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Quiet Eye Distinguishes Children of High and Low Motor Coordination Abilities

WILSON, MARK R.1; MILES, CHARLOTTE A. L.1; VINE, SAMUEL J.1; VICKERS, JOAN N.2

Medicine & Science in Sports & Exercise: June 2013 - Volume 45 - Issue 6 - p 1144–1151
doi: 10.1249/MSS.0b013e31828288f1
Applied Sciences

Purpose: This is the first study to use the quiet eye (QE) as an objective measure of visuomotor control underpinning proficiency differences in children’s motor coordination.

Methods: Fifty-seven, year 5 primary school children (9–10 yr old) completed the Movement Assessment Battery for Children, Second Edition (MABC-2), while wearing a gaze registration system. Participants were subsequently divided into one of three ability groups: high motor coordination (HMC), median motor coordination (MMC), and low motor coordination (LMC) based on these MABC-2 scores (mean % rank: HMC = 84%, MMC = 51%, LMC = 19%). QE analyses were performed for the fourth task of the MABC-2, which involved throwing a tennis ball against a wall and catching it on the return.

Results: The HMC group was more successful in the catching task than both other groups (catching percentage: HMC = 92%, MMC = 62%, LMC = 35%) and demonstrated superior visuomotor control throughout the throwing and catching phases of the task. Compared with the other groups, the HMC group demonstrated longer targeting QE fixations before the release of the ball (HMC = 500 ms, MMC = 410 ms, LMC = 260 ms) and longer tracking QE durations before catching (HMC = 260 ms, MMC = 200 ms, LMC = 150 ms). There were no significant differences in ball flight time between the groups. Mediation analyses revealed that only the duration of the tracking QE predicted group differences in catching ability.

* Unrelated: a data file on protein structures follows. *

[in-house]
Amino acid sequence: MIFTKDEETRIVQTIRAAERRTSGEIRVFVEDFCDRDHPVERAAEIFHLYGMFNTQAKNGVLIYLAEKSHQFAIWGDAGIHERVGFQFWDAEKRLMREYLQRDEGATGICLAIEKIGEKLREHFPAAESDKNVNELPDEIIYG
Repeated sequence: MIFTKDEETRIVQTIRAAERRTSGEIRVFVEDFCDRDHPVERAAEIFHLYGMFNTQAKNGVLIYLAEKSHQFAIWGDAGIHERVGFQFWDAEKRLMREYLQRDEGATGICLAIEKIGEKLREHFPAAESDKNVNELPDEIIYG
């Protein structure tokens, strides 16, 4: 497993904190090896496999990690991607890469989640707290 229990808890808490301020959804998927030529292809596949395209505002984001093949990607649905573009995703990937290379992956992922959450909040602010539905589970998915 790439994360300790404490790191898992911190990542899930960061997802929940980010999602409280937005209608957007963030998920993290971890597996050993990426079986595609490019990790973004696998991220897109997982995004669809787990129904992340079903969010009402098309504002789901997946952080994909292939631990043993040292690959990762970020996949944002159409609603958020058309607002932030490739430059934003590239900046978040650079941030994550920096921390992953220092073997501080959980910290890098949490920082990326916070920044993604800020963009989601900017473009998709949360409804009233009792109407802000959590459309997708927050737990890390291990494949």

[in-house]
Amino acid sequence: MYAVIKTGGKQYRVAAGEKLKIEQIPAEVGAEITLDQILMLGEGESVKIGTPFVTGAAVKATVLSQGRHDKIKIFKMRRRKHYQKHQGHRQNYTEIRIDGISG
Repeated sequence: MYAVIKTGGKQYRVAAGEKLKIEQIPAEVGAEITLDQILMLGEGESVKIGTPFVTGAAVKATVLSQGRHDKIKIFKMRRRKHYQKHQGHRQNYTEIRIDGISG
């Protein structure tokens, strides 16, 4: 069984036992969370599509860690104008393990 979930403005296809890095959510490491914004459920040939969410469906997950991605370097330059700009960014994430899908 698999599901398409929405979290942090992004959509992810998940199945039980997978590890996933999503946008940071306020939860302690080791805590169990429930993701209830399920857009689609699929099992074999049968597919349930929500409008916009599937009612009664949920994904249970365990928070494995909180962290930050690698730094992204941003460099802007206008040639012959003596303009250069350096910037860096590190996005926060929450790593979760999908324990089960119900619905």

Conclusions: Findings suggest that the ability to predict and calibrate movements based on sensory feedback may be impaired in children with movement coordination difficulties and have implications for how they are taught fundamental movement skills.

1Sport and Health Sciences, University of Exeter, Exeter, UNITED KINGDOM; and 2Faculty of Kinesiology, University of Calgary, Calgary, Alberta, CANADA

Address for correspondence: Mark Wilson, CPsychol, Sport and Health Sciences, University of Exeter, St. Luke’s Campus, Exeter, Devon EX1 2LU, United Kingdom; E-mail: mark.wilson@ex.ac.uk.

Submitted for publication June 2012.

Accepted for publication December 2012.

©2013The American College of Sports Medicine